The Overflow Effect – How My Client Doubled their Revenues from their Facebook Ads

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Imagine a scenario where all you’re doing is running Facebook ads, let’s say a video ad in particular.  And you’re not running much of any other media – no search, no affiliates, not up on Amazon.  Whether you think you’re killing it or just can’t seem to crack the code, here’s something you need to know:

You may be giving up more than 50% of the sales you could (should) be generating.

Why?  Because just like we experienced when I was overseeing TV media at Beachbody, there’s a spillover effect (sometimes massive) from platforms, especially ones using video, to, well, everywhere else.  Consumers don’t all immediately purchase.  Some go do research of their own on Google and Bing, others go looking for promo codes to see if they can find the best deal, and some just go to Amazon because they are loyalists.

Let me cut to the chase as simply and quickly as possible – if you’re running any sort of volume on Facebook (video or otherwise) or on YouTube or on TV, you have to, have to, have to run, at the very least, the following:

  1. Paid search ads on Google and Bing for your brand terms & trademark terms, including misspellings of both, as well as any buzz phrases or USP’s you include in the marketing (think, P90X’s “Get ripped in 90 days”)

Too many people underestimate Bing.  Sure it’s much smaller than Google, but it’s still bigger than zero, takes very little to manage it, and usually has a very high ROI.

And if you don’t those revenues or margin, do you mind if I take them? Didn’t think so.  All those little’s will add up.  That’s how you win.

  1. Affiliate channels – whether you’re set up thru networks like Commission Junction, LinkShare or otherwise, get going with your affiliate program. Especially if you have a physical product, do as much as possible to get connected with the top affiliate networks – they’re the ones who can and do drive more than 70% of the traffic – Ebates, ShopAtHome, RetailMeNot, Offers.com, Savings.com, etc.
  2. Amazon – I’ll keep saying this until I’m blue in the face. if you have a physical product, you need to be up on Amazon. Assuming you want to make more money.  Yes, absolutely, it’ll cannibalize some of your sales. But a very small percentage of them, so little relative to the incremental revenues you’ll get that you won’t stress about it.  There are a ton of folks out there who are Amazon buyers only.  And correct, you don’t own the customer. But would you rather have fewer sales or more sales?

To illustrate the ripple (sometimes called a “halo” effect, which frankly I can’t stand), let me show you some stats from a campaign I managed for a client.

We scaled from $100 a day to $12K per day in 2+ weeks on Facebook, drove 17 million video views, 30,000 shares, 10,000 comments and 125,000 total engagements.  In 8 weeks, we generated over $500K of revenue on roughly $190K of media spend, which for this campaign was better than goal. The only reason we pushed like this was because we saw the ROI.  (As you look at the chart below, the reason for the precipitous decline is that we ran out of inventory – yes, a major bummer.  But we are finally back up and seeing similar performance numbers, after a huge break.)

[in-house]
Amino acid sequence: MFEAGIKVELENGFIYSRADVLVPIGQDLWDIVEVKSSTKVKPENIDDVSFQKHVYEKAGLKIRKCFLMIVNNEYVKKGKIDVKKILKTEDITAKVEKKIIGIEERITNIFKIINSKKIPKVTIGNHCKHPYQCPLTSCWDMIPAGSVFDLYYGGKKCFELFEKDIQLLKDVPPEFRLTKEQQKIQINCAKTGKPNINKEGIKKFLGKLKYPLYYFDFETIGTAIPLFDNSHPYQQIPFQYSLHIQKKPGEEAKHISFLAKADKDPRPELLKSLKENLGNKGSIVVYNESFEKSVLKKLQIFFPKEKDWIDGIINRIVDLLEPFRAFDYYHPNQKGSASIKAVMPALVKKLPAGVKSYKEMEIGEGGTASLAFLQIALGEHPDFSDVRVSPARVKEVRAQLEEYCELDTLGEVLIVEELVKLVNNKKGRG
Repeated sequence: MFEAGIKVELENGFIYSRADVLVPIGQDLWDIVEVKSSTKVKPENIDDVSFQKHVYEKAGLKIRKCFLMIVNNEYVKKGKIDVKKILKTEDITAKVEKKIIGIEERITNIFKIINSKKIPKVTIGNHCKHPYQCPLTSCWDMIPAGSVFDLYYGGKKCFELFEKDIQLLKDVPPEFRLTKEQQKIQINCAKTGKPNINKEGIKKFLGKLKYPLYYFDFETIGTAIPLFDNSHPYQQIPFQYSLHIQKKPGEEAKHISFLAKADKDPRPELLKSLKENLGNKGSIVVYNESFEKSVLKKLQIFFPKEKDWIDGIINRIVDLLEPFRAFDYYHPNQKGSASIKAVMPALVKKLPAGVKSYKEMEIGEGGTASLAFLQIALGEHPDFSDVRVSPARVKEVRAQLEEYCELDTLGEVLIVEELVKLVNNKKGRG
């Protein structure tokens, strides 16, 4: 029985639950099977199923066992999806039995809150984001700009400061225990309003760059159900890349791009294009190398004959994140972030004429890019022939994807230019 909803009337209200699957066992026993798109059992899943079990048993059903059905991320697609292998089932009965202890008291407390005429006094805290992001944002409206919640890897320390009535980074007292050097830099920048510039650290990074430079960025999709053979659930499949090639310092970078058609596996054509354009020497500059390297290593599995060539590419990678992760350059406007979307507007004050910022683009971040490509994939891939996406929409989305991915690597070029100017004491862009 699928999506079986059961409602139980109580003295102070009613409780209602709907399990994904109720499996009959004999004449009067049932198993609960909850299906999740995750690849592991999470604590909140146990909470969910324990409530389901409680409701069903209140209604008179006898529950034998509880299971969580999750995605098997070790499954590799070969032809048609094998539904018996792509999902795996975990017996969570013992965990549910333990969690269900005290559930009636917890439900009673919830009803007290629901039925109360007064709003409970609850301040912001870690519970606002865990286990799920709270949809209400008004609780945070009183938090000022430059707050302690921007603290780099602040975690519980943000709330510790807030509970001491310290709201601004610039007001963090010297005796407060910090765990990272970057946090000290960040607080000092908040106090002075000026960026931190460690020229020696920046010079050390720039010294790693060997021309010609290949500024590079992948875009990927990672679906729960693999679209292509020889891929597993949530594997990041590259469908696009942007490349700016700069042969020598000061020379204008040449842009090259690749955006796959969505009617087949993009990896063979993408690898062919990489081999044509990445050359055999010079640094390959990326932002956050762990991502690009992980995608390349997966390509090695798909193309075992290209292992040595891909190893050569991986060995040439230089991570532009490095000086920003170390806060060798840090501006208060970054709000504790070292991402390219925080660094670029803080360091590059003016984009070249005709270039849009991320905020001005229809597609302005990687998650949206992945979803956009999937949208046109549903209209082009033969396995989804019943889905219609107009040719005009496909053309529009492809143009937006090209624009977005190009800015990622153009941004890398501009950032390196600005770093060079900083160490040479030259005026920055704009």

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Here’s what I think is particularly notable in this graph:  at the peak, Facebook represented 80%+ of the media dollars spent for this product (the blue line), but less than 50% of the revenues generated from the campaign, when measuring last (or really even first) click attribution.  The blue column is Facebook-attributed revenues vs. the organ column which are revenues attributed to another channel.

Put another way, we spent the vast majority of the media dollars on Facebook, but got the majority of the orders through non-Facebook channels.  So had we not been on Google, Bing, and set up with affiliates, we would have given up more than half our revenues.  In this case, we actually didn’t own the product on Amazon, and that represented another 20% of revenues.

I’m a big believer of appropriately attributing orders back to trackable media, but in this case, because we knew what the baseline was prior to the Facebook media blasting off, it was very clear that the lift in Google, Bing and affiliate traffic was the direct result of the Facebook media.  Had we not looked holistically at all media and revenues sources, we would have also miscalculated the real value of that Facebook media.

Frankly, I’m amazed more people aren’t talking about this effect.  I’ve mentioned this at a few events I’ve spoken at in the past couple months, and I’ve literally seen people leave the room afterwards to tell their traffic folks to make sure any gaps they had are plugged.

Whether you’ve dismissed or ignored these older channels, at the least, get the basics in places.  (I’m not talking about long-tail non brand terms. I’m talking about keywords like your brand.  Very targeted, highly qualified traffic.)

And like I said earlier, if you don’t want the margin dollars from Bing (or anywhere else for that matter), give me a ring.  But something tells me you want to keep all of it.  So make sure your campaigns are set up to do so.

If you have additional insights you’d like to share, I’d love to hear them below. 

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Caith Chapman
GM, eCommerce & Consumer Products, Tastemade

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